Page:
I'm not going to bother fixing the codepath for the other decoders (I have not tested to see if Pillow uses premultiplied alpha or not), you will just get the wrong transparency levels with those. (and eventually, maybe we should just drop them)

comment:9 Changed 3 years ago by Antoine Martin

r5510 clears out the alpha channel before calling the webp Encode function, not very efficient but it works.

comment:10 Changed 3 years ago by Antoine Martin

Ready for testing. Related to #419.

afarr: please check that webp works as primary encoding:

  • that the transparency is as it should be: using the transparent_colors.py test script (transparency is only supported on Linux clients and must be compared with running native on Linux without xpra - beware, the bug is a fairly subtle difference)
  • that it works with: opengl on and off without any errors in the logs, with different settings for quality settings
  • that the win32 builds show in Encoding_Info.exe: dec_webp and enc_webp at {{0.4.0}}}
  • that the webp data we receive on the client does not contain any alpha when we don't want any: run the client with -d webp and you should see webp decompress found features: ... has_alpha=0 (has_alpha=1 when alpha is present)
    • when the window does not have any alpha channel (most windows do not)
    • when running on platforms that do not support alpha (win32)
  • that it works reasonably well, without too many slowdowns (it isn't going to be as fast as h264..), even at fairly high resolution (the code should switch to more suitable encodings rather than crawl to a halt - see #419 for details)

Important note: because of #419, the actual encoding used for each region of pixels we send may end up being different from the one we specify. The only way to verify what encoding is used is to turn on compression debugging with -d compress on the server and to manually verify what comes out.

Note: I am not applying the attachment/ticket/487/argb-clamp.patch because it would actually hide any overflow, and we want to see it and fix it instead.

comment:11 Changed 3 years ago by Antoine Martin

Owner: changed from Antoine Martin to alas
Status: assignednew


comment:12 Changed 3 years ago by maxmylyn

Tested with Windows 7 - 64 bit, Windows 8.1 - 32 bit, and Fedora 20 - 64 bit:

  • Tested transparent_colors.py local and through xpra with and without opengl, both looked identical (xpra and locally running), as far as I could tell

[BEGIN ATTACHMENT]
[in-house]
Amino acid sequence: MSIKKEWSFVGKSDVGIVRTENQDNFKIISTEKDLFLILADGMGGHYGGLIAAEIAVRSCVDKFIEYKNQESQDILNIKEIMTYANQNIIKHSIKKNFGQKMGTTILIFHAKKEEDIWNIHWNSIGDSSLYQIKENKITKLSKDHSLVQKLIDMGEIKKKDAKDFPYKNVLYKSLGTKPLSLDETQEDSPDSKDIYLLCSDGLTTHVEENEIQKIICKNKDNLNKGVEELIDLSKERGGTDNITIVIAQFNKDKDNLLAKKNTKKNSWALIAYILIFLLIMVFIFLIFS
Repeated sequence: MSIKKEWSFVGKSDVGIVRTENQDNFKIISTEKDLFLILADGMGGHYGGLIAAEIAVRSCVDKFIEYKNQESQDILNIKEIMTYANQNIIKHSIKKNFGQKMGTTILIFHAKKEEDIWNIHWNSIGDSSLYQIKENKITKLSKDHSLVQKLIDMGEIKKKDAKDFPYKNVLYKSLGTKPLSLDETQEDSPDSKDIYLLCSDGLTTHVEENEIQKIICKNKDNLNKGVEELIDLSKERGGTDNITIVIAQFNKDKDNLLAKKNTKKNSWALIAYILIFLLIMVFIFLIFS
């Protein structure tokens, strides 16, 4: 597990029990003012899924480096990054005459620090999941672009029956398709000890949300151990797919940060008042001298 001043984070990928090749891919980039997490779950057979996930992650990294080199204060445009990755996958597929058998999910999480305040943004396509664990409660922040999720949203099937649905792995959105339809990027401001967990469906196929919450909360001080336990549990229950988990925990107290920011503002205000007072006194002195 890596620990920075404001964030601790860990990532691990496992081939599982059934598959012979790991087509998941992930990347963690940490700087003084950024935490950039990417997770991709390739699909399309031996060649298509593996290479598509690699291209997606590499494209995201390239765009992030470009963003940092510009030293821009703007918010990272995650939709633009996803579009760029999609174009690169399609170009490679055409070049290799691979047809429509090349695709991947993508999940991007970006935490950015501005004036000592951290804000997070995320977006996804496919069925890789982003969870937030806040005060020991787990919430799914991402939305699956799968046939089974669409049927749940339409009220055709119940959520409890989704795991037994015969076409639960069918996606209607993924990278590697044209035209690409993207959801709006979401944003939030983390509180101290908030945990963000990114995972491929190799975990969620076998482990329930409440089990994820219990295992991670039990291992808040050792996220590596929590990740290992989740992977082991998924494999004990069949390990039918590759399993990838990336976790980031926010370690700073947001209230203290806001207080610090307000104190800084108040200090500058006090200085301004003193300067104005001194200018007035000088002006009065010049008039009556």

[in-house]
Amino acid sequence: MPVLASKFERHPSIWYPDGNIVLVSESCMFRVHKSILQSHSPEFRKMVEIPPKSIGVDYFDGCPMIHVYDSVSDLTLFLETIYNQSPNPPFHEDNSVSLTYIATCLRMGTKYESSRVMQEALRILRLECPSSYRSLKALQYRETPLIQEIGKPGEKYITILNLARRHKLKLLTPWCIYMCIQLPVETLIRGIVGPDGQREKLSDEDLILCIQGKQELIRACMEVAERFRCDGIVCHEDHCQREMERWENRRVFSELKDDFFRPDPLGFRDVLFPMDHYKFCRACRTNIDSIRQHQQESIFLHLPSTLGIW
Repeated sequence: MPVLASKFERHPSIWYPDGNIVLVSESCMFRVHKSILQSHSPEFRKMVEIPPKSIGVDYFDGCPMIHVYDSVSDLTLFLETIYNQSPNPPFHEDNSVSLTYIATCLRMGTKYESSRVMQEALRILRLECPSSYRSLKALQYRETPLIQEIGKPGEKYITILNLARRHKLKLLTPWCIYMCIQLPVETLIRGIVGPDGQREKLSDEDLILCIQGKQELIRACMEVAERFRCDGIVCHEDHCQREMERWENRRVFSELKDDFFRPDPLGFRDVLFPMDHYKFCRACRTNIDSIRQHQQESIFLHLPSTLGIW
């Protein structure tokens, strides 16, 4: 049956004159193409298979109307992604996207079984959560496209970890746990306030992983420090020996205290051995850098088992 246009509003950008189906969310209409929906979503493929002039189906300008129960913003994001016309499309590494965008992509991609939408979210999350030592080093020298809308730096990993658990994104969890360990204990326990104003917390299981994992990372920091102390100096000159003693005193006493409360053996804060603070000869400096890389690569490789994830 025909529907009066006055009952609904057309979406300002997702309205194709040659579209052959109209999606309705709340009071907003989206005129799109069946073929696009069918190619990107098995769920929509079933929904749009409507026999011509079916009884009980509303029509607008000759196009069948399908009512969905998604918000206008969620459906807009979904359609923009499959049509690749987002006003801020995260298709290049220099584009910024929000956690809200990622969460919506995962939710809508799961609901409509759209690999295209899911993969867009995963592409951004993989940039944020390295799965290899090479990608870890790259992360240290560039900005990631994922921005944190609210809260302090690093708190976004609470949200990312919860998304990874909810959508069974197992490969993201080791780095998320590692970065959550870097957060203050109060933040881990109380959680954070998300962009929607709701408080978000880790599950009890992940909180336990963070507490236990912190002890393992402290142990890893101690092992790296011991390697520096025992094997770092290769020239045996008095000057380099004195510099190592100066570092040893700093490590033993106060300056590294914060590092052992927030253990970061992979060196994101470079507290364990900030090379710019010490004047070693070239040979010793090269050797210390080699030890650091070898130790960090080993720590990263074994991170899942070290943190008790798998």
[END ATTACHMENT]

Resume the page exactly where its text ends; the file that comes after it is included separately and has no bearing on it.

• win32 and win64 both show dec_webp and enc_webp as 0.4.0
  • With and without opengl works as expected on both Windows and Fedora - no errors are outputted, only webp compress/decompress messages
  • Fedora 20 client shows alpha=1 when using the transparent_colors.py
  • Win7 client shows aplha=0 when using the transparent_colors.py

Of note, using both Windows and Fedora clients, running a high definition youtube video full screen with webp causes the framerate to slow down to a crawl. Otherwise, everything worked as expected.

Last edited 3 years ago by maxmylyn (previous) (diff)

comment:13 Changed 3 years ago by Antoine Martin

Thanks for testing, this reminds me of just how slow webp can be (see #419): it falls off a cliff in lossless mode, especially at low speed and at high resolutions (1080p and up). So I'll run some more tests tomorrow to ensure that we never use it as a temporary non-video encoding with those problematic combinations of options (this should already be the case, but best to triple check).

What was the resolution you tested at when fullscreen? 1080p? If so, unless you have other options set, it should have switched to high speed which should still be faster than png. Having xpra info of when it is really slow may help me figure things out.

comment:14 Changed 3 years ago by Antoine Martin

Resolution: fixed
Status: newclosed

Re-tested some more today, and made some more tweaks (r6528, r6534, r6535), fixes (r6529, r6531) and improvements to the test code (r6530, r6532, r6533).


comment:15 Changed 3 years ago by Antoine Martin

Note: in 0.14, the old python-webm is completely removed in favor of the new webp advanced codec, see r6555.